Manhattan is undergoing an unprecedented shift in its shopping scene.
Gone are the gargantuan Lord & Taylor and the Henri Bendel flagship and the Saks Fifth Avenue women’s store downtown. New arrivals are Neiman Marcus and Nordstrom.
Shakeups of this magnitude are a rarity in a market where stores can stay open for more than 100 years, through every downturn and depression.
The turnover underscores the extent of the duress that the retail industry is going through in the age of Amazon. On a net basis, the city will lose about 340,000 square feet of department stores this year—the equivalent of two Walmart Supercenters. At the same time, it highlights the enduring lure of Manhattan, the nation’s most prestigious place to sell fashion and luxury goods. When Nordstrom opens its mega-store in a skyscraper overlooking Central Park in October, it will be the biggest new retail space the city has seen in over half a century.
“Manhattan does not need another department store,” said Jamie Nordstrom, president of Nordstrom stores. “But we think they need a Nordstrom.”
For U.S. retailers, New York has long been a place to situate the crown jewel of their store networks, like Paris or London for their European counterparts. There are around 30 department stores on the island, ranging from discount shop TJ Maxx to luxury emporium Bergdorf Goodman, each vying for New York’s 8.6 million residents and the 65 million tourists who visit each year. Their selling floors take up a lot of space, nearly 6 million square feet in all, about the size of 100 football fields.
The flagship stores are usually much larger than their suburban brethren found in shopping malls across the country, since they count on both locals and out-of-town visitors to provide enough foot traffic to justify their size. Some are so big that a single store can have an enormous impact on its company’s performance. The 815,000 square-foot Bloomingdale’s on 59th Street occupies a whole city block and accounts for 18% to 20% of the retailer’s annual global sales, according to a 2018 report in Women’s Wear Daily.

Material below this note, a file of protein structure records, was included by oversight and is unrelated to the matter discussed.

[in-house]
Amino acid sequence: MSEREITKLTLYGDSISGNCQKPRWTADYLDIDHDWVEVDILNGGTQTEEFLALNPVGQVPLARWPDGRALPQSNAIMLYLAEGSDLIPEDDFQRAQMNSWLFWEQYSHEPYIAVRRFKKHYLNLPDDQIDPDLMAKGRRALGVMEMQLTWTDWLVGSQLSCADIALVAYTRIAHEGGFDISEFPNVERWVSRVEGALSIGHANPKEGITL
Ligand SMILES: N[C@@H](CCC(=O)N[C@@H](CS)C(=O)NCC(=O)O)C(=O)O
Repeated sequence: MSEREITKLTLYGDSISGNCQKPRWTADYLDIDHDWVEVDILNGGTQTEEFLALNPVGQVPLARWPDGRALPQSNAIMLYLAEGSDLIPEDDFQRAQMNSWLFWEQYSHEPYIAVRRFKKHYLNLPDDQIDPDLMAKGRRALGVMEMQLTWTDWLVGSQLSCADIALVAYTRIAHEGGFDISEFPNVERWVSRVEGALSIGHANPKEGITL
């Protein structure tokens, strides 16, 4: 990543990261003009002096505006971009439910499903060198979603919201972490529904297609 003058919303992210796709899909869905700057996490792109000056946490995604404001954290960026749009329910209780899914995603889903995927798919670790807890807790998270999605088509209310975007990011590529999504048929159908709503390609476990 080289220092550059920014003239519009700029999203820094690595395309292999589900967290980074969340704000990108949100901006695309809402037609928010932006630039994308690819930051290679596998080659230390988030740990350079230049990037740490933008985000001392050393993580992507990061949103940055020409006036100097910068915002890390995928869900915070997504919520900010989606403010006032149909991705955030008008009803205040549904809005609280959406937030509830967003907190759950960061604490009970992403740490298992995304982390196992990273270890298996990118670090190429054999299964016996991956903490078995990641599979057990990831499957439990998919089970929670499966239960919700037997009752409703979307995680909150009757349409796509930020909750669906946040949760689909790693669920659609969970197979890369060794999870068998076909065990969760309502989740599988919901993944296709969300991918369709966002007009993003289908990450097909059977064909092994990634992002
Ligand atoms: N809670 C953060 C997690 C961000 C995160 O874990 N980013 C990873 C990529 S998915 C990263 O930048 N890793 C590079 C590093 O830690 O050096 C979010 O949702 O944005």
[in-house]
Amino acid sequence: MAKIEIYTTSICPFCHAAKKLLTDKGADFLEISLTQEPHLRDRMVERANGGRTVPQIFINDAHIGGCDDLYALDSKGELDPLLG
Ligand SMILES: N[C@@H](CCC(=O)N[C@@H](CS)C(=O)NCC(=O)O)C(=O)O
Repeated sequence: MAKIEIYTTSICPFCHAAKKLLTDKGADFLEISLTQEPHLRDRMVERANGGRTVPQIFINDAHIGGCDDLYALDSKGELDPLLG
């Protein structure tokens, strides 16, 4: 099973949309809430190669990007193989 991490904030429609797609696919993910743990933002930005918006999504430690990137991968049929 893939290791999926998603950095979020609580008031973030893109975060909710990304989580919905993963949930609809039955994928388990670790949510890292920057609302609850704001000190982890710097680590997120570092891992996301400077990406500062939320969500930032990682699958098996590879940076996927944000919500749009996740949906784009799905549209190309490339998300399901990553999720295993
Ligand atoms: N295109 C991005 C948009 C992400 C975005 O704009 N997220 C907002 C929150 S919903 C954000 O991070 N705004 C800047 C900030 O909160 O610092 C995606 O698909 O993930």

The granddaddy of all the flagships is Macy’s Herald Square. Though it’s less luxurious than its glitzy Fifth Avenue competitors, Macy’s dwarfs its rivals. At 2.5 million square feet, with much of that devoted to retail space, the building is 17 times larger than the J.C. Penney in a mall across the street. Macy’s has been there since 1902, and was among the first buildings to be outfitted with a modern escalator. It was also the first in the city to hold a liquor license after Prohibition ended in 1933, and continues to be critical to the company.
“Herald Square is our most productive and our most important brick-and-mortar asset in the entire chain,” Jeff Gennette, chief executive officer of Macy’s, said in an interview. “Every inch of it is highly productive. From the main floor all the way up to the top ninth floor.”
Retail is helping redraw the city’s skyline as well. Macy’s is considering adding a skyscraper atop its shopping space and executives have met with local officials over the past several months to get their input. The new Neiman Marcus is inside the 750,000-square-foot Hudson Yards mall on Manhattan’s sleepy west side. Nordstrom’s store will be on the bottom levels of a 95-floor tower, billed as the tallest residential building in the world.